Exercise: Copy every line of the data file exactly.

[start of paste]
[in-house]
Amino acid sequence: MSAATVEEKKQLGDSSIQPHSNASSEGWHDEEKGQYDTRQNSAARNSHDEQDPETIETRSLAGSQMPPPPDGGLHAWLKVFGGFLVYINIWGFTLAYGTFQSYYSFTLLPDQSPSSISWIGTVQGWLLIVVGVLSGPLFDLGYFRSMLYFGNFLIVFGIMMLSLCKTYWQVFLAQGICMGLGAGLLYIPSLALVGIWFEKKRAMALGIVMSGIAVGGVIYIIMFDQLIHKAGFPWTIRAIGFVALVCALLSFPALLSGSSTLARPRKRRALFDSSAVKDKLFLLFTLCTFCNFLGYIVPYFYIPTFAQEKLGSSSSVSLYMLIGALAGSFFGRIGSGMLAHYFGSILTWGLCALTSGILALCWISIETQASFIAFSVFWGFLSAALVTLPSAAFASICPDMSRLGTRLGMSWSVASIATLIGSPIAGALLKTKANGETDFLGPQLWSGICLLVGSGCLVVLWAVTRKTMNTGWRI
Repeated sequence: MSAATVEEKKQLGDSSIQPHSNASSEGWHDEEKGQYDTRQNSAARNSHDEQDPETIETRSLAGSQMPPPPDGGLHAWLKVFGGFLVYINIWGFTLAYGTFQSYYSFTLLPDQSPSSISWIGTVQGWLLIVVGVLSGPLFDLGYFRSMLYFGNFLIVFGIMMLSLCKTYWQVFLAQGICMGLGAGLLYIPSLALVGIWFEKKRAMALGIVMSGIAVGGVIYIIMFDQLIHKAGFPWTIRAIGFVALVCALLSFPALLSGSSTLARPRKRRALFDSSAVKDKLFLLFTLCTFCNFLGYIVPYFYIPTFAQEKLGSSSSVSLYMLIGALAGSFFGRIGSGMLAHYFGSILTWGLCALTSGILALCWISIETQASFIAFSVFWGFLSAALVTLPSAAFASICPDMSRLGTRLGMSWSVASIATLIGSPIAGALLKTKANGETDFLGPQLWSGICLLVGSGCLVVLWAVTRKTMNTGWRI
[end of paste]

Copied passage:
[in-house]
Amino acid sequence: MSAATVEEKKQLGDSSIQPHSNASSEGWHDEEKGQYDTRQNSAARNSHDEQDPETIETRSLAGSQMPPPPDGGLHAWLKVFGGFLVYINIWGFTLAYGTFQSYYSFTLLPDQSPSSISWIGTVQGWLLIVVGVLSGPLFDLGYFRSMLYFGNFLIVFGIMMLSLCKTYWQVFLAQGICMGLGAGLLYIPSLALVGIWFEKKRAMALGIVMSGIAVGGVIYIIMFDQLIHKAGFPWTIRAIGFVALVCALLSFPALLSGSSTLARPRKRRALFDSSAVKDKLFLLFTLCTFCNFLGYIVPYFYIPTFAQEKLGSSSSVSLYMLIGALAGSFFGRIGSGMLAHYFGSILTWGLCALTSGILALCWISIETQASFIAFSVFWGFLSAALVTLPSAAFASICPDMSRLGTRLGMSWSVASIATLIGSPIAGALLKTKANGETDFLGPQLWSGICLLVGSGCLVVLWAVTRKTMNTGWRI
Repeated sequence: MSAATVEEKKQLGDSSIQPHSNASSEGWHDEEKGQYDTRQNSAARNSHDEQDPETIETRSLAGSQMPPPPDGGLHAWLKVFGGFLVYINIWGFTLAYGTFQSYYSFTLLPDQSPSSISWIGTVQGWLLIVVGVLSGPLFDLGYFRSMLYFGNFLIVFGIMMLSLCKTYWQVFLAQGICMGLGAGLLYIPSLALVGIWFEKKRAMALGIVMSGIAVGGVIYIIMFDQLIHKAGFPWTIRAIGFVALVCALLSFPALLSGSSTLARPRKRRALFDSSAVKDKLFLLFTLCTFCNFLGYIVPYFYIPTFAQEKLGSSSSVSLYMLIGALAGSFFGRIGSGMLAHYFGSILTWGLCALTSGILALCWISIETQASFIAFSVFWGFLSAALVTLPSAAFASICPDMSRLGTRLGMSWSVASIATLIGSPIAGALLKTKANGETDFLGPQLWSGICLLVGSGCLVVLWAVTRKTMNTGWRI